Polo is one of the only sports where professionals and amateurs play side by side. Each team has four players who ride on different ponies throughout the fast-paced match. Players numbered one and two have offensive positions while three and four are defense. The ponies are trained for speed, endurance and quick response time and they’re smaller than average (in the early days of polo the horses had to be fourteen hands or less) with manes shaved and tails wrapped or braided to keep them from getting tangled with players mallets or reins.
After the throw-in, the imaginary line of the ball (the path of a traveling ball) determines play. The line can’t be crossed until the ball is struck by a player’s mallet and a new line is formed. Players must use their right hands to hold the mallet and hit the ball with the side of the mallet, attempting to score by sending it through the goal post. Once a goal is scored, teams change ends on the 300-yard-long field to account for any wind advantage.
Fashion is definitely part of the equation on polo Sundays and your choice of outfit may depend on whether you’re picnicking or attending a private VIP lunch. For ladies, flowy sundresses or chic summer tops and white pants are popular on the lawn while at the Town & Country and Audi VIP parties, many opt for more formal clothes such as fitted day dresses. Wedges or flat sandals are best if you want to take part in the divot stomping. Men look sharp in linen or Bermuda shorts. Sunglasses are a must and hats are big too, both for the look and the sun protection. Children and dogs are welcome, their cuteness factor completing the scene.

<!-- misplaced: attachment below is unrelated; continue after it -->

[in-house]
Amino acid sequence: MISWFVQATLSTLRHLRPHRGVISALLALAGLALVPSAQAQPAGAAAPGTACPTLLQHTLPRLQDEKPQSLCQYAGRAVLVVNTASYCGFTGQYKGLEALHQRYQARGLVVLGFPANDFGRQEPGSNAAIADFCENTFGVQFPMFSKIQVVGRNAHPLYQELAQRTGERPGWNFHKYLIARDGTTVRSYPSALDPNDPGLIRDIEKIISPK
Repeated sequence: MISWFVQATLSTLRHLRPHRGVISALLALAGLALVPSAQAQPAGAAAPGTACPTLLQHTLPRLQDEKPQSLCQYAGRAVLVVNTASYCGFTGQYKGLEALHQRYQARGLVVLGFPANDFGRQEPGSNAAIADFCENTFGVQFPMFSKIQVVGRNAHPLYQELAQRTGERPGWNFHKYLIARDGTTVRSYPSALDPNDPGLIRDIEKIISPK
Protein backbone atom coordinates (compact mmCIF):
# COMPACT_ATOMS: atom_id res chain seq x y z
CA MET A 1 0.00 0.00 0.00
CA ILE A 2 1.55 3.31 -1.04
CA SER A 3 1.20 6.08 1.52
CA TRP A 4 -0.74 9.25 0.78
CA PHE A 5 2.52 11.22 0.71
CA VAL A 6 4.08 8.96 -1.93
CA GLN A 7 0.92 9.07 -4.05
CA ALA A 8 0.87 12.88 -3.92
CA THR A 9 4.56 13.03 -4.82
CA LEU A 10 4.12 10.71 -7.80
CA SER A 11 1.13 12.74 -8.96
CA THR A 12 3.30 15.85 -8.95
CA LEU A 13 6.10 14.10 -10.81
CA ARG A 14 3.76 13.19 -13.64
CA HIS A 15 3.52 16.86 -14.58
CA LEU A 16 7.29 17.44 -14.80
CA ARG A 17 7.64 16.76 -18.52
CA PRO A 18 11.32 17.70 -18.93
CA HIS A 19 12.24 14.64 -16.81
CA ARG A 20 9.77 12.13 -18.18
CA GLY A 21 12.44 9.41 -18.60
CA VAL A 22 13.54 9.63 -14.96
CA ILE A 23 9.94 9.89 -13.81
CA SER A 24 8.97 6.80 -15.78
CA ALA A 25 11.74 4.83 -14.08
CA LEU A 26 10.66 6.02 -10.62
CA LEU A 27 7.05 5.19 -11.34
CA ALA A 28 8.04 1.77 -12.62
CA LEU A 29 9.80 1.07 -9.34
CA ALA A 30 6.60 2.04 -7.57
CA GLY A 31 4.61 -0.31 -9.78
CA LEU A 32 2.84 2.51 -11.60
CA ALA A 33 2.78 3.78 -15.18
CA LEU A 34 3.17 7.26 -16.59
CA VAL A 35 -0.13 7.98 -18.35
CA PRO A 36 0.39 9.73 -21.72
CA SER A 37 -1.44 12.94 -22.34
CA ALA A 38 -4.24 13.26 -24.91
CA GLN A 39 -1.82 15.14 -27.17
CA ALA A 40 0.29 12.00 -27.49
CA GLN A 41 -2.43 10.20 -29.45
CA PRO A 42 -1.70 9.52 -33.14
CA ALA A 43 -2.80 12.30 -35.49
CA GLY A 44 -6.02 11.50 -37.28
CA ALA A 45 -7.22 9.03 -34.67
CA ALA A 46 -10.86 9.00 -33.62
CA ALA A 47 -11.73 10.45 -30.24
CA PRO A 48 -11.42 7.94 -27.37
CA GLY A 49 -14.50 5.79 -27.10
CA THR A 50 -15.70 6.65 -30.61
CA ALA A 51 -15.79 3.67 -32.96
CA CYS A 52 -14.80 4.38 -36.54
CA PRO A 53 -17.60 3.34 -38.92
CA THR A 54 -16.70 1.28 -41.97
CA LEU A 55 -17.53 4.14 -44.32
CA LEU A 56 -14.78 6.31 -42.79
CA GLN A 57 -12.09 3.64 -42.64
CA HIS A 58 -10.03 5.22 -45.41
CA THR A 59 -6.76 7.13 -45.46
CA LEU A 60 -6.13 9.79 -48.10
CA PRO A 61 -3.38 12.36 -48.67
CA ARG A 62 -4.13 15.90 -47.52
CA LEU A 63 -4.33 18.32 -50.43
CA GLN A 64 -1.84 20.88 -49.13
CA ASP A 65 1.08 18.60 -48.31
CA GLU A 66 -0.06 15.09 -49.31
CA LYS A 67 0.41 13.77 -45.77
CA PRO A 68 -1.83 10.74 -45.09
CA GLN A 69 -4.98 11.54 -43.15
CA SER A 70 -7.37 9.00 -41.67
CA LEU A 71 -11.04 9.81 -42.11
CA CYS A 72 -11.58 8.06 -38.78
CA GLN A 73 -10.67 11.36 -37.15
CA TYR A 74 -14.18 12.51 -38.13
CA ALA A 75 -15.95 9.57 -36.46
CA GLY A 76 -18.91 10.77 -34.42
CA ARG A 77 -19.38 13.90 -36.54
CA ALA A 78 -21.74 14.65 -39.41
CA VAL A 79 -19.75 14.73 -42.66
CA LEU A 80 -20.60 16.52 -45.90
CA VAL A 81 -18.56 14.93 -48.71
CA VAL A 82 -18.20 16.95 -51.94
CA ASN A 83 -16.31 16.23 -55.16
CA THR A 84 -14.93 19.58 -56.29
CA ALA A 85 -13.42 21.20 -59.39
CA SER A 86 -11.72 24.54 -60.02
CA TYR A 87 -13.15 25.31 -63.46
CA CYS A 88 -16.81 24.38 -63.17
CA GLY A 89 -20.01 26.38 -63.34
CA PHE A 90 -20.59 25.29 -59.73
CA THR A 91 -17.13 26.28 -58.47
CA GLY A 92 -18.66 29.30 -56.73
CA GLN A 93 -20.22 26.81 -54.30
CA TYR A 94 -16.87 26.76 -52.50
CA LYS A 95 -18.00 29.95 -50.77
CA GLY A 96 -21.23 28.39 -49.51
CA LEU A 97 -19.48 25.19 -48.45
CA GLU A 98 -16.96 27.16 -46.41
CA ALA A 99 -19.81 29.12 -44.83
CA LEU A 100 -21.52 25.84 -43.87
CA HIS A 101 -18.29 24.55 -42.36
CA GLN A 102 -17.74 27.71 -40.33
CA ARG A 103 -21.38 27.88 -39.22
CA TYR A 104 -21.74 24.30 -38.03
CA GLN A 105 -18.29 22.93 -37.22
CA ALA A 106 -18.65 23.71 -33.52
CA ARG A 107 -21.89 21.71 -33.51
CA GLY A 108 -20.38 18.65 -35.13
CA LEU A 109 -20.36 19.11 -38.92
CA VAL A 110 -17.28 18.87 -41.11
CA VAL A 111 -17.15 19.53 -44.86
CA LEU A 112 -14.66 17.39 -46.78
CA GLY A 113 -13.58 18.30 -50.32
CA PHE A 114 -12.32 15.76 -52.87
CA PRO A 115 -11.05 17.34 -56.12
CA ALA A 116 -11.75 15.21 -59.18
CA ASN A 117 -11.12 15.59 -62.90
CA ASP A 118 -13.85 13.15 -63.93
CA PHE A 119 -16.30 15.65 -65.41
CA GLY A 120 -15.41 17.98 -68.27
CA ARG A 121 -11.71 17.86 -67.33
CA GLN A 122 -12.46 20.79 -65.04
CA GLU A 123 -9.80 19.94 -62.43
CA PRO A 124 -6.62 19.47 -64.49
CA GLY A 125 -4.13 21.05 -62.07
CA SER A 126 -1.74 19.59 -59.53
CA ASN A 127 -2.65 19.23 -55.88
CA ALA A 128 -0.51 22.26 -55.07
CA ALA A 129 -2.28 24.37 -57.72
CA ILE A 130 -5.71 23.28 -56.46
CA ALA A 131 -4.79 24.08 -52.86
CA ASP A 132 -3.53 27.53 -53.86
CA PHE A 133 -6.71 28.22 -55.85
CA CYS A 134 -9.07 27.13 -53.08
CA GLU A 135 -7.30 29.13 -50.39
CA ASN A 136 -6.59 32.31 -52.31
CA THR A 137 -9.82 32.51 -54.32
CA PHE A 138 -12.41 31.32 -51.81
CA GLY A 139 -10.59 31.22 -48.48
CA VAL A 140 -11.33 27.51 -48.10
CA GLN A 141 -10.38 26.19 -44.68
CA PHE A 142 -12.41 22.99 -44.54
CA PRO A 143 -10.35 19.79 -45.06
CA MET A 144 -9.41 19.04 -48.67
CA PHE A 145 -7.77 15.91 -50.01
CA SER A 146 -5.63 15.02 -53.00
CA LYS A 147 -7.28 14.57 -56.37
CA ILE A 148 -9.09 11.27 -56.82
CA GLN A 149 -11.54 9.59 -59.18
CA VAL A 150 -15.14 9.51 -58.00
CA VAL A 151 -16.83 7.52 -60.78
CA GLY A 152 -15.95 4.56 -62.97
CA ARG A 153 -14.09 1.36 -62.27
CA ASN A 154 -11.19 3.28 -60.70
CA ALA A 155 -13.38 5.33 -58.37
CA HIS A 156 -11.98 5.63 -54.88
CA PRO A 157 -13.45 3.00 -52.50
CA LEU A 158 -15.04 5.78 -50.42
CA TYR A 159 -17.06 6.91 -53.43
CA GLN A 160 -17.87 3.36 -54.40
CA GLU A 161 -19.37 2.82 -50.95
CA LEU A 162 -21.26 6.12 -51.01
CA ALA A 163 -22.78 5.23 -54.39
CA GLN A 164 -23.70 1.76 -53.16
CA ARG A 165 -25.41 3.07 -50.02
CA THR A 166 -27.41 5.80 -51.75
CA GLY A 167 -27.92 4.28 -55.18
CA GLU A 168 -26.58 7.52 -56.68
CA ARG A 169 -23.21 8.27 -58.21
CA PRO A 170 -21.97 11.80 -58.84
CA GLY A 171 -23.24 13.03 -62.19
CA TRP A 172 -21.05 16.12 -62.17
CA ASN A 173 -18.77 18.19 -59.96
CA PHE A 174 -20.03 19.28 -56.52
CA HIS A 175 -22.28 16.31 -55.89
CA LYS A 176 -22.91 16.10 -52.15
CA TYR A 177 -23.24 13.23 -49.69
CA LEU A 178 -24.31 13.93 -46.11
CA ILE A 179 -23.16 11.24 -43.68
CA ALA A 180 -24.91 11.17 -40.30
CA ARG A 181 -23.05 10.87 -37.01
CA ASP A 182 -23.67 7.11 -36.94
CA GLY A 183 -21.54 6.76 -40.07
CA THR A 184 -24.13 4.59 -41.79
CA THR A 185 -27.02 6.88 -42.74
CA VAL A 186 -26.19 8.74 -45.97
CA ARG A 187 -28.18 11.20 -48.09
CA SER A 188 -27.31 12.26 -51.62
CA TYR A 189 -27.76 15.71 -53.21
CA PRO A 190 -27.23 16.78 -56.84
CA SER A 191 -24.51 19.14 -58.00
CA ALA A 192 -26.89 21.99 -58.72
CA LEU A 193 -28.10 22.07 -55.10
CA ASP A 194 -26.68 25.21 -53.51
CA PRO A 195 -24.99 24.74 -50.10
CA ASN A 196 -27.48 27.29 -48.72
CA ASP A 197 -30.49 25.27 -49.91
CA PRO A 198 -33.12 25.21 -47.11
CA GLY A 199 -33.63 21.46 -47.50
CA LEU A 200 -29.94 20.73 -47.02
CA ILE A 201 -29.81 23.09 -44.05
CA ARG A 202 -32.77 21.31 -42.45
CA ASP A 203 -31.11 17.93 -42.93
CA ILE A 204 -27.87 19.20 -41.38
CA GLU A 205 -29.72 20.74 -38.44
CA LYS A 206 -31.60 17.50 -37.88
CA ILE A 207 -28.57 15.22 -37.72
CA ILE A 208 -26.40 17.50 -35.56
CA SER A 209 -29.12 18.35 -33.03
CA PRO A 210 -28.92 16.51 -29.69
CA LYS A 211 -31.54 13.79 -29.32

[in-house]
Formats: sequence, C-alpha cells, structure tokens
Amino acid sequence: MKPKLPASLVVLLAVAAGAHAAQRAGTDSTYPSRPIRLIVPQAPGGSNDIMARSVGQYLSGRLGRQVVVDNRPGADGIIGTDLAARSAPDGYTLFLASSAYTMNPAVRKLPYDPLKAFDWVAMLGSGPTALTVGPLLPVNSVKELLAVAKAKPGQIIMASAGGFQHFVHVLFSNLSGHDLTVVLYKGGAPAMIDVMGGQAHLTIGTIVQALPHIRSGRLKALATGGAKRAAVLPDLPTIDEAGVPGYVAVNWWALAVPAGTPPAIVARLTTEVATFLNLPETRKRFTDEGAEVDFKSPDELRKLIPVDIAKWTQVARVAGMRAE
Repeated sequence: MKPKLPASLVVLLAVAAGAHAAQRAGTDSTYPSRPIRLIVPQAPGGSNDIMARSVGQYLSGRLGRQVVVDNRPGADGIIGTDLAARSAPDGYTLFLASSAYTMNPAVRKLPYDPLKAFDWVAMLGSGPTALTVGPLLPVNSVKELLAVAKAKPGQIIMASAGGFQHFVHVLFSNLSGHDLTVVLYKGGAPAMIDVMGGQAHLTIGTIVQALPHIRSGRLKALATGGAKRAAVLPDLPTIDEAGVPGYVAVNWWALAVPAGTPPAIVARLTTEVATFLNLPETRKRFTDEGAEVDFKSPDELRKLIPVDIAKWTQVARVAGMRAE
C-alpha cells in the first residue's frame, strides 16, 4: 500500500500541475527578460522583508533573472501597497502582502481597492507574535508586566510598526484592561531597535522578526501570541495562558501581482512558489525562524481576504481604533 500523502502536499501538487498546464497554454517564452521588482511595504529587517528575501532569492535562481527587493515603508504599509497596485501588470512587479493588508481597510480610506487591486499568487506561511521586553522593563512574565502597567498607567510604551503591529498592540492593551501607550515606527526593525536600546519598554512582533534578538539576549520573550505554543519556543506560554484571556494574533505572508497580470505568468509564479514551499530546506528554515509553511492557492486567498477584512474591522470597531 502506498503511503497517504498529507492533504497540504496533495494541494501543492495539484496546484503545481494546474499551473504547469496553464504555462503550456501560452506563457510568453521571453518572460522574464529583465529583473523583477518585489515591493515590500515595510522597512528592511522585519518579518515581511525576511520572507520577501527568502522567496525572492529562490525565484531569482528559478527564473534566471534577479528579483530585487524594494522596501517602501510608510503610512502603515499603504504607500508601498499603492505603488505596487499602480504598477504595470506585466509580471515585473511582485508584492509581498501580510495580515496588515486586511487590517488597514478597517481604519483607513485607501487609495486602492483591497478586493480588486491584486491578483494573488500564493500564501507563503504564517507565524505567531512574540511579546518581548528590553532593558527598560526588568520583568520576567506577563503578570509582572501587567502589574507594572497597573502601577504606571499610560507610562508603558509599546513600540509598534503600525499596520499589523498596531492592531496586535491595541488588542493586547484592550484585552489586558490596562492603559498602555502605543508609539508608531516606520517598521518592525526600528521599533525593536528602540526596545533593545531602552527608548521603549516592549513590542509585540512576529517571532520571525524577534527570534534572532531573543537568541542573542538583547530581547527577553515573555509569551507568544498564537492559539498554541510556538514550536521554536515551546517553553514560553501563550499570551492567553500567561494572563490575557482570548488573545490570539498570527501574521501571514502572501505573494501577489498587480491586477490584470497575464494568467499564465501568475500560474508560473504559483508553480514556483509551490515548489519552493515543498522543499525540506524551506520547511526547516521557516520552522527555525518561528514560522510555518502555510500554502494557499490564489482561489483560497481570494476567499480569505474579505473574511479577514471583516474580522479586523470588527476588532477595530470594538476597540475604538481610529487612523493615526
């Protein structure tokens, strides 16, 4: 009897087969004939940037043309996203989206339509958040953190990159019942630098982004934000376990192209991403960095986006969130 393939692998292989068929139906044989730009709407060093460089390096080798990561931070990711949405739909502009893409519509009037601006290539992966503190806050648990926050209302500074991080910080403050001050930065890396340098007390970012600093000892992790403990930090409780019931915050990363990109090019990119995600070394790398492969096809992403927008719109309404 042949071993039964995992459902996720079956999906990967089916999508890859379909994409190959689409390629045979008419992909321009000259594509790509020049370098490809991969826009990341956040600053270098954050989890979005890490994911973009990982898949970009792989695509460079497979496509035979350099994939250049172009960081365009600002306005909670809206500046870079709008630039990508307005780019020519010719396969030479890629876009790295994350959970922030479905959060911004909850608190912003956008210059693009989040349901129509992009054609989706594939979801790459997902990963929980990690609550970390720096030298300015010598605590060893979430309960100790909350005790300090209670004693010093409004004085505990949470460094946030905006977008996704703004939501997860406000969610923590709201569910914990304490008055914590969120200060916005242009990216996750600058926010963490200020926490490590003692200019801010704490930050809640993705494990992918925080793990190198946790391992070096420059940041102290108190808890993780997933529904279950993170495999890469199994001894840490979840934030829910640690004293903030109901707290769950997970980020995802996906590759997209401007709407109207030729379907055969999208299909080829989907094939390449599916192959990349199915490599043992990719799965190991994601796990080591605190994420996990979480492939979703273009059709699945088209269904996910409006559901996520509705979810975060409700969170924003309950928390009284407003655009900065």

THE BOWL-IN OR THROW-IN
When the umpire starts (or resumes) a polo match by rolling the ball down the center of a lineup of players
In a polo match there are six periods called chukkers, each lasting seven and a half minutes. Typically, each player will ride a different pony for each chukker of the match.
During play, the fast-moving polo ponies thunder down the field, tearing up small patches of grass and dirt as they turn, start and stop. At half-time, between the third and fourth chukkers, it’s a tradition for spectators to come onto the field and help to stomp the divots back in place.
The U.S. Polo Association assigns a handicap to every player based on thier level of skill, horsemanship, strategy and knowledge of polo. The handicaps range from a low of -2 for a beginner and up to 10 for the most skilled player.
When a player directs his pony into the side of another pony to break the other player’s concentration or ruin his shot
If there’s a tie score, after a five-minute rest, an additional chukker will be played to determine the winner.